Exclusive: John Kiernan Talks Theme Writing for IMPACT, ROH, NJPW Stars

John Kiernan with Balaguer Guitar
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“Life is not a straight line,” John Kiernan told me multiple times during our interview. His journey through music and wrestling lead him down a path that ended with him writing wrestling themes for stars such as PJ, Black, Fred Rosser, and Brian Myers. We talked a bit about everything from Shawn Michaels, Bret Hart, and Shayna Baszler to Iron Maiden, Sabaton, Unleash the Archers, and Nightwish. In this exclusive interview, John explained his journey with music, wrestling, and how he combined the two. Let’s learn a bit more about the man behind the music, John Kiernan.

Musical Beginnings for John Kiernan

LWOS: How did you get started with music? Was it at a young age? 

John Kiernan: “My family is very much into music, there aren’t a lot of musicians in my family [professionally] but there are a lot of appreciators. So I grew up with a lot of appreciation for music. I did a lot of music lessons in middle school with orchestra but I didn’t feel like it was my speed. My brother ended up getting an electric guitar and getting lessons.”

“He got me into electric guitar and my dad took me for lessons. The guy I took lessons from was probably the meanest guitar teacher ever (laughs). I actually ran away from guitar lessons for about a month and a half to the Burger King next door (laughs). My dad didn’t know about it, I am 32 now I told him when I was 30. I stopped playing guitar for about five years but then I moved to Florida with my family.”

“A friend of mine I made down there was really into guitar and started playing things like Senses Fail and Atreyu and I got really into that and got really into guitar from that. Since I was 14 or so I have been really in love with music. I have been performing ever since and have performed in the US, China, and very grateful to have landed here with wrestling themes.”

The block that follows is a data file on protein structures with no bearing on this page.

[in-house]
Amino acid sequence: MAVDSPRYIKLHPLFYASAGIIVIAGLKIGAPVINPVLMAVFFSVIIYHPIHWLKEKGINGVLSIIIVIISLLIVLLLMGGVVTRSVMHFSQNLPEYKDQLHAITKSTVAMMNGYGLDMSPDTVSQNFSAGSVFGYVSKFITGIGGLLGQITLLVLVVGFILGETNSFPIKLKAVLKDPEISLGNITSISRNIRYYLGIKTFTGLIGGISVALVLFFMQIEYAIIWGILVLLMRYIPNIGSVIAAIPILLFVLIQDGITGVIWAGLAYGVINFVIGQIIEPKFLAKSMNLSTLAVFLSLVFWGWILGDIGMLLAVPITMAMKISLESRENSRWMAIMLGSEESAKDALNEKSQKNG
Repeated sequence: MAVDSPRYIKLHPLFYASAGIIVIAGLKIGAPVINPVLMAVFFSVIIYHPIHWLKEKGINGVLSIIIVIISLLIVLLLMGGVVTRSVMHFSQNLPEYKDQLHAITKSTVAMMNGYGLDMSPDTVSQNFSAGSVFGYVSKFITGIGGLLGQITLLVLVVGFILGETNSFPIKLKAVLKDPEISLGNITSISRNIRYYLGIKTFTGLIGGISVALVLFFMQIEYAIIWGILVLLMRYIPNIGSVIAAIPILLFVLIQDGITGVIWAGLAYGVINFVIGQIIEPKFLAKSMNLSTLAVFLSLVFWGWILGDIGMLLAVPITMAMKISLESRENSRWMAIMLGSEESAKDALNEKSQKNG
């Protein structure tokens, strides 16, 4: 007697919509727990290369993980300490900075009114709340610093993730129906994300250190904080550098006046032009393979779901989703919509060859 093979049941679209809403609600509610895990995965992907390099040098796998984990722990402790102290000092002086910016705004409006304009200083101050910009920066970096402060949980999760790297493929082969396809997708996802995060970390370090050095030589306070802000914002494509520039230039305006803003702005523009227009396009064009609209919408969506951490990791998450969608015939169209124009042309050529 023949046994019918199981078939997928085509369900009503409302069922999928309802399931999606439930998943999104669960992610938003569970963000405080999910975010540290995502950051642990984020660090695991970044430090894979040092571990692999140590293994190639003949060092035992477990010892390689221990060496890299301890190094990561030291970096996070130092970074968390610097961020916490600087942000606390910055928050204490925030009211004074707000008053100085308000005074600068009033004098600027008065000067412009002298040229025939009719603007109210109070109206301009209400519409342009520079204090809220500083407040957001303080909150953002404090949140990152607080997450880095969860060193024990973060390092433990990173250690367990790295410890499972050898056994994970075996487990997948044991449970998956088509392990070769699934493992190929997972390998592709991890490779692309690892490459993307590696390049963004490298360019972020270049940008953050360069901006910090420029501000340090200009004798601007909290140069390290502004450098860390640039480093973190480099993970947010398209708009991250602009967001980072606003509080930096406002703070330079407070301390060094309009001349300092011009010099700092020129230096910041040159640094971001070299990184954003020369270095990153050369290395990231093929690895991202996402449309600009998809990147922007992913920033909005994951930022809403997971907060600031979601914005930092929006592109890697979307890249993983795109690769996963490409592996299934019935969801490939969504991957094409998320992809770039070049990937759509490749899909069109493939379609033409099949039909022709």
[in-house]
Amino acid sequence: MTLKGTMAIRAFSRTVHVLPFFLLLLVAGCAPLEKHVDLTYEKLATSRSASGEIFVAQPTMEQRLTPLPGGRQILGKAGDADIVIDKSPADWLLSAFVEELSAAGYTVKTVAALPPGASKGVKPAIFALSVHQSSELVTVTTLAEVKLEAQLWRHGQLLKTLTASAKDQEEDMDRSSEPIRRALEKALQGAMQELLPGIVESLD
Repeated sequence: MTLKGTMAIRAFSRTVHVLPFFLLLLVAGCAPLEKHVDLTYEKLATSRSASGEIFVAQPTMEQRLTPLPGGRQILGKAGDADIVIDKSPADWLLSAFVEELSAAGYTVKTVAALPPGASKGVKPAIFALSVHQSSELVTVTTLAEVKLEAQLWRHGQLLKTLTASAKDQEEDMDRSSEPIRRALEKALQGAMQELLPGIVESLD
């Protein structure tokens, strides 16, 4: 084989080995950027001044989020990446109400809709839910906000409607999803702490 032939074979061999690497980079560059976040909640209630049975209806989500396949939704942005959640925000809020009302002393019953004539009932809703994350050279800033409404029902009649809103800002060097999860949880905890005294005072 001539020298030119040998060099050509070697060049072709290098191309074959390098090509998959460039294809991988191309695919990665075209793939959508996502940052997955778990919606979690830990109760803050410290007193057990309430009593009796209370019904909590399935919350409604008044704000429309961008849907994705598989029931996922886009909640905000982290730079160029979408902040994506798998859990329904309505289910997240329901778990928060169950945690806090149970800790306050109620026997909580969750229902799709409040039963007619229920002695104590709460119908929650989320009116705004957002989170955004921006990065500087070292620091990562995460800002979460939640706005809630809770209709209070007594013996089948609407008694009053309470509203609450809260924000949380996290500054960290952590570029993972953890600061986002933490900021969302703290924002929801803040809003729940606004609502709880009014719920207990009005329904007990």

What are some of your musical influences? 

Before the interview began John Kiernan and I talked about a mutual love of orchestral metal and its influence on him. He went into more detail on his musical inspirations.

“It changes all the time [musical influences] when I was younger Steve Vai, and Joe Satriani were huge influences on me. For me, Nightwish can do no wrong. It is the personification of merging styles. If it wasn’t for them I probably wouldn’t be thinking about different backgrounds of music and have fun with it. Now I am kind of all over the place, I listen to a lot of melodic hardcore, midwest emo, even country. All of them have so many different influences. Once you start learning guitar and music you see there isn’t always so much of a difference between styles. I never thought I would be influenced by country but I can listen to a Brad Paisley song and see a similar chord progression to a Yellowcard song or an Epica song.”

How did you break into the music industry? 

“When I was in high school I started playing in bands as many do. I really liked that, I loved playing with people and making music happen. I went to college for music. Through school, I learned how to record and use the programs coming out at the time. I always wanted to write music for video games or TV I thought it was so cool. For me, the performance side is what really drove me to want to break into the industry. When I left Florida I released my own studio album. My goal was really to see how far I could push myself.”

John quoted AJ Styles from his interview with Steve Austin of “Taking a bet on yourself” “And I started to do that, I sent out feelers for endorsements and got to perform at NAMM (National Association of Music Merchants) and meet other people in the industry. Life is not a straight line but that was really the start of me getting into the industry. I attribute a lot of where I am now to that first solo record.”

John and the Kiernan Family Wrestling Gateway

LWOS: How did you become a wrestling fan? 

“My brother was really big into wrestling. My dad worked with a guy who was a referee for a local promotion so he and my mom were pretty into it. We would watch Smackdown back when it was on UPN in the 8 pm-10 pm timeslot. I was a little kid eating ice cream and watching The Rock get super kicked by Shawn Michaels (laughs). My brother got me started with the Wrestlemania XII match between Shawn Michaels and Bret Hart. A 60-minute iron match that goes to a draw you wouldn’t think would enamor a kid but to me, Shawn Michaels was the most entertaining. I remember being so mad at Bret Hart thinking why is he beating up Shawn Micheals (laughs).”